Mrs. Todd and the Life of a Substitute Teacher

By Hadi Rahim and Jessica Hudnut

Teacher Appreciation Week, which lasted from Monday, May 2nd to Friday, May 6th, provided an opportunity for the students of Apex High School to thank their teachers for everything they do. In addition to the teachers who students see every day, there is another group that deserves to be recognized for their efforts in the school community.

Substitute teachers have the essential role of filling in for teachers who aren’t able to make it to class. Each day, they get to know new sets of students and work to make sure they don’t fall behind while their teachers are away.

Mrs.Todd, who has been working as a substitute teacher at Apex High School for five years, is known for her efforts to foster a positive classroom experience for her students. From playing trivia games to letting students vote on background music, Mrs. Todd tries her hardest to be present for the students and make a difference where she can.

As a building sub, Mrs. Todd is at Apex High School every day. On a typical day, she finds out which classes need to be covered by checking Frontline Education, a website used by teachers and subs to manage absences and ensure each class is covered. She usually covers four classes each day, and when there are no classes to cover she works on other projects for the school. 

Building subs are also distinct from regular substitute teachers in the way they are paid. Building subs are paid a fixed amount for each whole or half day that they work, in addition to receiving benefits such as healthcare and vacation days. Other substitute teachers, however, operate on a more freelance basis, taking on whichever jobs are available at a variety of schools.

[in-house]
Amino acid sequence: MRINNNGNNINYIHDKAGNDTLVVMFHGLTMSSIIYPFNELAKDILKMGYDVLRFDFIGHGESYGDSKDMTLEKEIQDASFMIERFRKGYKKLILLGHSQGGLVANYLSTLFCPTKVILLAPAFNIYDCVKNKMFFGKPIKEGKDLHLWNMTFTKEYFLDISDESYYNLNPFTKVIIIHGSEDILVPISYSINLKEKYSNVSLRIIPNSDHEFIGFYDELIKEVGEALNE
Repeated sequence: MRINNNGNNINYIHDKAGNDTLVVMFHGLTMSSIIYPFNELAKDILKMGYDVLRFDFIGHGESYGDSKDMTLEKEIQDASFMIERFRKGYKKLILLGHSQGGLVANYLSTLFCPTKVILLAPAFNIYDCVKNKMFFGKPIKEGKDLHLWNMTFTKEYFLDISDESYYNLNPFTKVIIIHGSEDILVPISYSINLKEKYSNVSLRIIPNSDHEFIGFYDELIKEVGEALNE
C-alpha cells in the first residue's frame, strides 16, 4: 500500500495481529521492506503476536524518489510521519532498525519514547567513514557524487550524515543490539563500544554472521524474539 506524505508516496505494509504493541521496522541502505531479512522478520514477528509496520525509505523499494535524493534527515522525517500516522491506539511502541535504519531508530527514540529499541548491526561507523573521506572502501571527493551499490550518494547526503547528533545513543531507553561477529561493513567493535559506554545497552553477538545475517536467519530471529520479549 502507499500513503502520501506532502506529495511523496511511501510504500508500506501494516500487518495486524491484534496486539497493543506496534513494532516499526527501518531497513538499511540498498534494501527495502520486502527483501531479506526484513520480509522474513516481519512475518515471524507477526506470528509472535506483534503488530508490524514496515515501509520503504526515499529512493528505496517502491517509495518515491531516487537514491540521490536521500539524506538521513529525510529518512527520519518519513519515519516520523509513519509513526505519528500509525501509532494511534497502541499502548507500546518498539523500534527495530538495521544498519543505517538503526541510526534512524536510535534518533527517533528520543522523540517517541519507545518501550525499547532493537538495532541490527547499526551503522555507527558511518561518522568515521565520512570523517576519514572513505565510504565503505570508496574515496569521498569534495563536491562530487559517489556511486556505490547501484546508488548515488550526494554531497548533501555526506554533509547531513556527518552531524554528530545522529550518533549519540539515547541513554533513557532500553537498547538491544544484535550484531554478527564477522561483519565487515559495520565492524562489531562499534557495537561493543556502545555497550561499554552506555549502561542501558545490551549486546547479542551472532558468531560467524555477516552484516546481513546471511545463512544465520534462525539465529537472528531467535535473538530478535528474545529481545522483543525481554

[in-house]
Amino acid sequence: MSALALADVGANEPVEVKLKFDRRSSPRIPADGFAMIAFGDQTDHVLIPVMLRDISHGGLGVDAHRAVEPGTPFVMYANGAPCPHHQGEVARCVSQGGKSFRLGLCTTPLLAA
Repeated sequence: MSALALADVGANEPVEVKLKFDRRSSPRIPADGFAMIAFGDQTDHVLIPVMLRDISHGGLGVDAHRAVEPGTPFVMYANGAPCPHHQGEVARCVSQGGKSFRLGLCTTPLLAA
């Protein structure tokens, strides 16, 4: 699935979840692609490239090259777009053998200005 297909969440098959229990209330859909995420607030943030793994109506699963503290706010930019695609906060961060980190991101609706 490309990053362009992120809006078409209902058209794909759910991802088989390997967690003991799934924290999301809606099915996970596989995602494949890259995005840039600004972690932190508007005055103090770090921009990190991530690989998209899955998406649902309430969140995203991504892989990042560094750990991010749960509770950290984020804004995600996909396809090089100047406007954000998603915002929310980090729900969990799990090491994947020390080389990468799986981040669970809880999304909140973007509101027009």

As a result of the COVID-19 pandemic, substitute teachers have become more crucial than ever. Non-certified substitute teachers received a pay raise in January from $104 a day to $115 a day. Certified subs receive $130 a day.

Throughout her life, Mrs. Todd has always found herself being drawn to teaching. She is passionate about what she does, and works hard to build relationships with the students she meets. She tries to engage the students by allowing them to vote on which decade’s music they want to listen to because, as she puts it, “music reaches everybody.”  

The idea for trivia questions came from her daughter, who told her about a substitute teacher at her middle school who told ghost stories. This inspired Ms. Todd to do something similar. If time permits, she reads trivia questions to the class and students have to shout out their name in order to be able to answer. The first student to answer the question right is rewarded with candy. Mrs. Todd asks the same questions for every class she teaches. “I think people enjoy it. Some people complain, like, ‘these are the same questions.’ I’m like, ‘okay, but half the class still doesn’t know the answer so I’ll keep doing it [until] they do.’”

Outside the classroom, she hopes students feel like they can talk to her if they need help. She also makes sure to carry snacks with her each day for students who may be food-insecure.

These are just a few of the many ways Mrs. Todd and other substitute teachers work to improve the lives of students in the Apex High community. As the end of the school year draws nearer, don’t forget to thank a substitute teacher for all their hard work towards making this a great school year.

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